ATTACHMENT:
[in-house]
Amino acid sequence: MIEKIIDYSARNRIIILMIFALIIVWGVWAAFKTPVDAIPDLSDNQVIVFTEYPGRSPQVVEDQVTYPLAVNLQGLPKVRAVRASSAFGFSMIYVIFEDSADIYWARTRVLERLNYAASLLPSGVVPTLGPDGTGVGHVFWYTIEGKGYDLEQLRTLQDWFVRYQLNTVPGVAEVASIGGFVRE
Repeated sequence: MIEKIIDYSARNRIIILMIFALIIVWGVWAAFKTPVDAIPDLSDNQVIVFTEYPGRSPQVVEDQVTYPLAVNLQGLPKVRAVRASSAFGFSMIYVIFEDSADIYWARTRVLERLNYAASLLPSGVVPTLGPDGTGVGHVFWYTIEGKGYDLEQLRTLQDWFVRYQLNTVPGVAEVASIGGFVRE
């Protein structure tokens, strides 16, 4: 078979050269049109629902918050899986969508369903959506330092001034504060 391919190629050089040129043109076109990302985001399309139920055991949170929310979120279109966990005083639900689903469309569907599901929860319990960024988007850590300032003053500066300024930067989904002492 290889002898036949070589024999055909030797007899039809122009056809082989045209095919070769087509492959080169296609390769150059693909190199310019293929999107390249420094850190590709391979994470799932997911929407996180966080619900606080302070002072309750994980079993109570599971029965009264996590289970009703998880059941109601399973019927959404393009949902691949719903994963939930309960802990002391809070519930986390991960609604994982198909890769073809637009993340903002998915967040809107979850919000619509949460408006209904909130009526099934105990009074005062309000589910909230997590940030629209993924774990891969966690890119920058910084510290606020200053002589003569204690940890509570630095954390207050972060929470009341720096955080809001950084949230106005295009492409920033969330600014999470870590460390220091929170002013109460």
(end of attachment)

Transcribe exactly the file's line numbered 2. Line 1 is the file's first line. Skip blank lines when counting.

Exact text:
Amino acid sequence: MIEKIIDYSARNRIIILMIFALIIVWGVWAAFKTPVDAIPDLSDNQVIVFTEYPGRSPQVVEDQVTYPLAVNLQGLPKVRAVRASSAFGFSMIYVIFEDSADIYWARTRVLERLNYAASLLPSGVVPTLGPDGTGVGHVFWYTIEGKGYDLEQLRTLQDWFVRYQLNTVPGVAEVASIGGFVRE